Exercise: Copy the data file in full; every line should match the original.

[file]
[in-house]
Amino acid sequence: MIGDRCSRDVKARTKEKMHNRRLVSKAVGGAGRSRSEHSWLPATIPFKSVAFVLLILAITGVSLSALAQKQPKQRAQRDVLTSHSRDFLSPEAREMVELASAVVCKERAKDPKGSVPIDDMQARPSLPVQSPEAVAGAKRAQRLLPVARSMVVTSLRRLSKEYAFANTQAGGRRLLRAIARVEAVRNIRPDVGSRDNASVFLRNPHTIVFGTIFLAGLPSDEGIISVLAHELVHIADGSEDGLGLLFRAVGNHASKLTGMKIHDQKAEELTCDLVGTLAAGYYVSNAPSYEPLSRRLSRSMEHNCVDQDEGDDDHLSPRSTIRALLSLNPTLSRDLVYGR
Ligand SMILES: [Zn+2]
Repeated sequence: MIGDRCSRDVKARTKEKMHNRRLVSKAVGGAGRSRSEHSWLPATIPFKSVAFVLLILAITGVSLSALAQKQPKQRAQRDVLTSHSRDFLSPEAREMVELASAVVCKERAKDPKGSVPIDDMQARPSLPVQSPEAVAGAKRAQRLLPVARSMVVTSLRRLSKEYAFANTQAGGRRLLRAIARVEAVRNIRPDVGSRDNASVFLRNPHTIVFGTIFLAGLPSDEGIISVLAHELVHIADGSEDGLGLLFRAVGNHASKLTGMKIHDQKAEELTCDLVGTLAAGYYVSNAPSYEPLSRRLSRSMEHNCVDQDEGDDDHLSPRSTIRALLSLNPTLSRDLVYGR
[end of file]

[in-house]
Amino acid sequence: MIGDRCSRDVKARTKEKMHNRRLVSKAVGGAGRSRSEHSWLPATIPFKSVAFVLLILAITGVSLSALAQKQPKQRAQRDVLTSHSRDFLSPEAREMVELASAVVCKERAKDPKGSVPIDDMQARPSLPVQSPEAVAGAKRAQRLLPVARSMVVTSLRRLSKEYAFANTQAGGRRLLRAIARVEAVRNIRPDVGSRDNASVFLRNPHTIVFGTIFLAGLPSDEGIISVLAHELVHIADGSEDGLGLLFRAVGNHASKLTGMKIHDQKAEELTCDLVGTLAAGYYVSNAPSYEPLSRRLSRSMEHNCVDQDEGDDDHLSPRSTIRALLSLNPTLSRDLVYGR
Ligand SMILES: [Zn+2]
Repeated sequence: MIGDRCSRDVKARTKEKMHNRRLVSKAVGGAGRSRSEHSWLPATIPFKSVAFVLLILAITGVSLSALAQKQPKQRAQRDVLTSHSRDFLSPEAREMVELASAVVCKERAKDPKGSVPIDDMQARPSLPVQSPEAVAGAKRAQRLLPVARSMVVTSLRRLSKEYAFANTQAGGRRLLRAIARVEAVRNIRPDVGSRDNASVFLRNPHTIVFGTIFLAGLPSDEGIISVLAHELVHIADGSEDGLGLLFRAVGNHASKLTGMKIHDQKAEELTCDLVGTLAAGYYVSNAPSYEPLSRRLSRSMEHNCVDQDEGDDDHLSPRSTIRALLSLNPTLSRDLVYGR